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Letter to Editor
ARTICLE IN PRESS
doi:
10.25259/IJSA_31_2024

Hot car seat thermal burn: A must sought for differential diagnosis in summers

Department of Dermatology, Venereology and Leprosy, Hi-tech Medical College and Hospital, Bhubaneswar, Odisha, India

*Corresponding author: Nibedita Patro, Department of Dermatology, Venereology & Leprosy, Hi-tech Medical College and Hospital, Bhubaneswar, Odisha, India. nibeditapatro@gmail.com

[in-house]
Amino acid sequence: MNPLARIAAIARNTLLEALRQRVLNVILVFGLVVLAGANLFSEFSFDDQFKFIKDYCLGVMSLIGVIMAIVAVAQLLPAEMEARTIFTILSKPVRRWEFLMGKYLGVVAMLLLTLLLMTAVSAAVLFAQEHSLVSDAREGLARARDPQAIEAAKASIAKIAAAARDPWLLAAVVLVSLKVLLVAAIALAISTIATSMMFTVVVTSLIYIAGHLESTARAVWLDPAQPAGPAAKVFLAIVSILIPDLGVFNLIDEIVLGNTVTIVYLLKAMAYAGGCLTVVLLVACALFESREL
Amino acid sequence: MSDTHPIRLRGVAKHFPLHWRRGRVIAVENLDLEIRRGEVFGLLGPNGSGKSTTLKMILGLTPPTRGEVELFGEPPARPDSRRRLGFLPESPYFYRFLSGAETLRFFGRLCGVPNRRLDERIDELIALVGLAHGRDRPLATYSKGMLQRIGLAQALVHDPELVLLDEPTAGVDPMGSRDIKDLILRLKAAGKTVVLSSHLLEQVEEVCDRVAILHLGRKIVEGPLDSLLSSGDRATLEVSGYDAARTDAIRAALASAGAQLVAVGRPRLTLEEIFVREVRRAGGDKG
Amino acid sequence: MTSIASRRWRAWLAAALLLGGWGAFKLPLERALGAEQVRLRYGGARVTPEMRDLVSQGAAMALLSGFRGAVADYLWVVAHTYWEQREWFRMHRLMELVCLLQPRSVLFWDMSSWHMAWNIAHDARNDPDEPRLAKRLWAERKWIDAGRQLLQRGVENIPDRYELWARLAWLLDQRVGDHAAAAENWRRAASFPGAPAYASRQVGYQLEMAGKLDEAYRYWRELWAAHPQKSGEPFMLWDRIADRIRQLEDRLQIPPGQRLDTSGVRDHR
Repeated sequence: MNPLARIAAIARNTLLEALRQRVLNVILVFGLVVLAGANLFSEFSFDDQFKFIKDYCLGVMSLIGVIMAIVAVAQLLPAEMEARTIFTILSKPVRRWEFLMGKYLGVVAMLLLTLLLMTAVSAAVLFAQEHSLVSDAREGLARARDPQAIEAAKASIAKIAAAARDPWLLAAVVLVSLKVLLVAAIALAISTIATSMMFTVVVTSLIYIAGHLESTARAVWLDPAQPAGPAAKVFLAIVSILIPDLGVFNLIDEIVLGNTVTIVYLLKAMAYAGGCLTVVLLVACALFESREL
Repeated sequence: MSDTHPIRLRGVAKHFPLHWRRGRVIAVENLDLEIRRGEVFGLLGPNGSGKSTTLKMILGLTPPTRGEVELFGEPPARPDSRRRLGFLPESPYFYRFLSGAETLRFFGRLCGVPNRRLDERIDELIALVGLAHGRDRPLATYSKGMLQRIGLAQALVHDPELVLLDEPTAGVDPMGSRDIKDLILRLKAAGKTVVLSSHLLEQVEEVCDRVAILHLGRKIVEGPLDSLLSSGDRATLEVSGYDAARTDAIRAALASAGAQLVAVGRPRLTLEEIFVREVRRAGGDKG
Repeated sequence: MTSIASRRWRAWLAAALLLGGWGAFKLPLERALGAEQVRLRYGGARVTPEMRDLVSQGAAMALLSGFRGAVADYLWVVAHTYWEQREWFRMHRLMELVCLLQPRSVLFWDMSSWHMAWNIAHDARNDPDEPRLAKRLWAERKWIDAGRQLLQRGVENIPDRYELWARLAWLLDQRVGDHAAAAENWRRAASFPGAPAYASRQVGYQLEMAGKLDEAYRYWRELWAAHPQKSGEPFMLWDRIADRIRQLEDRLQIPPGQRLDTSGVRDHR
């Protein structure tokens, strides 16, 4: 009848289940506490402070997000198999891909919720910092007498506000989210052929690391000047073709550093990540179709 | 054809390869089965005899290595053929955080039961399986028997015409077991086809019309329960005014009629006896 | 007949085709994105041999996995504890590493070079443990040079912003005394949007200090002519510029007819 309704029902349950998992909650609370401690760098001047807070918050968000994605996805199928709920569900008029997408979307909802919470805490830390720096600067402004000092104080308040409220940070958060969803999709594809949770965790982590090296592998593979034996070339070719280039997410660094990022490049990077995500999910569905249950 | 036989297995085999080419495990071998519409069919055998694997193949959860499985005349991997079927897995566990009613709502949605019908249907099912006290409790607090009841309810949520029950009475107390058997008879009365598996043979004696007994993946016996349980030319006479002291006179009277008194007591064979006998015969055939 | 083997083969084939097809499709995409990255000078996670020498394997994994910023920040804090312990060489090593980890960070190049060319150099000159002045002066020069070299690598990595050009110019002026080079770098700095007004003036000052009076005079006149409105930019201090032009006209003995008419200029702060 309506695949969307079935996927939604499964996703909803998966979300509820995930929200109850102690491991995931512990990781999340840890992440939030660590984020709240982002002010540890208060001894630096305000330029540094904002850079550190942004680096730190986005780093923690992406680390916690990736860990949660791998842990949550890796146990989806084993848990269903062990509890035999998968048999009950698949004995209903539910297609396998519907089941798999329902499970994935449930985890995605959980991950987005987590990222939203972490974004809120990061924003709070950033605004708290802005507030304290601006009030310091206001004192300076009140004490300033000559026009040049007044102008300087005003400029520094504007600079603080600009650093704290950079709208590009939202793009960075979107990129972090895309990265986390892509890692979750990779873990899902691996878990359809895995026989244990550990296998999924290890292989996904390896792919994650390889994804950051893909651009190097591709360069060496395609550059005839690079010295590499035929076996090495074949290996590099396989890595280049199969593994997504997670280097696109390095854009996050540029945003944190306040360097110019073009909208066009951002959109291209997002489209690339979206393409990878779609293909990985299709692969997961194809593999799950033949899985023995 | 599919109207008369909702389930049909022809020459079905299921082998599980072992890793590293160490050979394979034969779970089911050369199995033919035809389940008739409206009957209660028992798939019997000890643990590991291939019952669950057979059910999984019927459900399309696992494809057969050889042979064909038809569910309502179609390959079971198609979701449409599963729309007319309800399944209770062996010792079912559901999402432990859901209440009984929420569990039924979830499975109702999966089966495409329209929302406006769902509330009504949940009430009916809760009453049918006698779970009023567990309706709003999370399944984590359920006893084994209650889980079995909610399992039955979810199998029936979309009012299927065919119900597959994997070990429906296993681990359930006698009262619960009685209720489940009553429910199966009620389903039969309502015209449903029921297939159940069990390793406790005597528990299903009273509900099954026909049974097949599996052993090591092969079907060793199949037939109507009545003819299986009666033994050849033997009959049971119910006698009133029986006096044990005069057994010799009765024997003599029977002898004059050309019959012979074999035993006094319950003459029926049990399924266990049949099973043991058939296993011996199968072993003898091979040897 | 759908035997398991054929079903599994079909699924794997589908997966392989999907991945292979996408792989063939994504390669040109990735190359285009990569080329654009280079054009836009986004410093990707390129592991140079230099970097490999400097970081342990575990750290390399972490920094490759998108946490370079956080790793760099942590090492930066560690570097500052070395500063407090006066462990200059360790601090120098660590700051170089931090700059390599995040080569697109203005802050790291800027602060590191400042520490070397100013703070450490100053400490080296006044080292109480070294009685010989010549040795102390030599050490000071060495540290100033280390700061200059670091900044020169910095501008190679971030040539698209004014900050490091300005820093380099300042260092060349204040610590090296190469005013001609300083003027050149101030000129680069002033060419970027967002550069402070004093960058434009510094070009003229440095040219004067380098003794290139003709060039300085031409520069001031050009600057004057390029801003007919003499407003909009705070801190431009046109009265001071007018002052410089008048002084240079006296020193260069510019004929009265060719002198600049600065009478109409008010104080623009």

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How to cite this article: Sitam A, Tripathy P, Patro N. Hot car seat thermal burn: A must sought for differential diagnosis in summers. Indian J Skin Allergy. doi: 10.25259/IJSA_31_2024

Dear Editor,

Superficial thermal burns cater to a minority of patients in the outpatient department of dermatology. Most of the cases are secondary to hot liquid or hot household object exposure. Superficial thermal burn secondary to a hot car seat exposure has rarely been described in literature and identifying the cause and taking precautionary measures are of utmost importance to prevent further injury.